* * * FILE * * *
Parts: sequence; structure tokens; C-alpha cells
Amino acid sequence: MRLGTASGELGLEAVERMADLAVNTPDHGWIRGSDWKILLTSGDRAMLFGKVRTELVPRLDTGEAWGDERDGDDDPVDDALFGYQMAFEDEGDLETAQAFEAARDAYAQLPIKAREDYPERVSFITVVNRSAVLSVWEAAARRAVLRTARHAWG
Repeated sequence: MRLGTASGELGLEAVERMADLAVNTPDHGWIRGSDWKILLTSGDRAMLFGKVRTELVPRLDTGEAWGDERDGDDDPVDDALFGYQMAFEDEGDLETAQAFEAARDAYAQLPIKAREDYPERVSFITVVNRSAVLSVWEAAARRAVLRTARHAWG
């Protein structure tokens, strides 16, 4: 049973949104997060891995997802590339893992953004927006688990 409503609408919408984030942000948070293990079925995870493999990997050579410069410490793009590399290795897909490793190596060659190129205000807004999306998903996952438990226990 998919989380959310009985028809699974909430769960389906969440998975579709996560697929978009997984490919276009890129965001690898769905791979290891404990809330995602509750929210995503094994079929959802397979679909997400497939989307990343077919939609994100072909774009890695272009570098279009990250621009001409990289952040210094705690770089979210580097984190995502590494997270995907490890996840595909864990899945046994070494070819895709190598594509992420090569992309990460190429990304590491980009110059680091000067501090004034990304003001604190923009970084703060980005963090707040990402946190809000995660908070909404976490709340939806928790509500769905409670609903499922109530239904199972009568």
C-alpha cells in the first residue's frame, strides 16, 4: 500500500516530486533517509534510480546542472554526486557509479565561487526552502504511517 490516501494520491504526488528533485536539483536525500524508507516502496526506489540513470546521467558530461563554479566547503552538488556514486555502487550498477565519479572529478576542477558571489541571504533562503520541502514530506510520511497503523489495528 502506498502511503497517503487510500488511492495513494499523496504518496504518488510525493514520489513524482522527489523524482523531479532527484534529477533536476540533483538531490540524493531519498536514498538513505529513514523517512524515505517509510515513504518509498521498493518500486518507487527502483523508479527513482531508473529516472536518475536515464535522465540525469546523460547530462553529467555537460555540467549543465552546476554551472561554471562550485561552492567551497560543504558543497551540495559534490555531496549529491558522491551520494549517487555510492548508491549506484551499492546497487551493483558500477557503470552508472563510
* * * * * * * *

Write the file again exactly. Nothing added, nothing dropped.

Parts: sequence; structure tokens; C-alpha cells
Amino acid sequence: MRLGTASGELGLEAVERMADLAVNTPDHGWIRGSDWKILLTSGDRAMLFGKVRTELVPRLDTGEAWGDERDGDDDPVDDALFGYQMAFEDEGDLETAQAFEAARDAYAQLPIKAREDYPERVSFITVVNRSAVLSVWEAAARRAVLRTARHAWG
Repeated sequence: MRLGTASGELGLEAVERMADLAVNTPDHGWIRGSDWKILLTSGDRAMLFGKVRTELVPRLDTGEAWGDERDGDDDPVDDALFGYQMAFEDEGDLETAQAFEAARDAYAQLPIKAREDYPERVSFITVVNRSAVLSVWEAAARRAVLRTARHAWG
């Protein structure tokens, strides 16, 4: 049973949104997060891995997802590339893992953004927006688990 409503609408919408984030942000948070293990079925995870493999990997050579410069410490793009590399290795897909490793190596060659190129205000807004999306998903996952438990226990 998919989380959310009985028809699974909430769960389906969440998975579709996560697929978009997984490919276009890129965001690898769905791979290891404990809330995602509750929210995503094994079929959802397979679909997400497939989307990343077919939609994100072909774009890695272009570098279009990250621009001409990289952040210094705690770089979210580097984190995502590494997270995907490890996840595909864990899945046994070494070819895709190598594509992420090569992309990460190429990304590491980009110059680091000067501090004034990304003001604190923009970084703060980005963090707040990402946190809000995660908070909404976490709340939806928790509500769905409670609903499922109530239904199972009568």
C-alpha cells in the first residue's frame, strides 16, 4: 500500500516530486533517509534510480546542472554526486557509479565561487526552502504511517 490516501494520491504526488528533485536539483536525500524508507516502496526506489540513470546521467558530461563554479566547503552538488556514486555502487550498477565519479572529478576542477558571489541571504533562503520541502514530506510520511497503523489495528 502506498502511503497517503487510500488511492495513494499523496504518496504518488510525493514520489513524482522527489523524482523531479532527484534529477533536476540533483538531490540524493531519498536514498538513505529513514523517512524515505517509510515513504518509498521498493518500486518507487527502483523508479527513482531508473529516472536518475536515464535522465540525469546523460547530462553529467555537460555540467549543465552546476554551472561554471562550485561552492567551497560543504558543497551540495559534490555531496549529491558522491551520494549517487555510492548508491549506484551499492546497487551493483558500477557503470552508472563510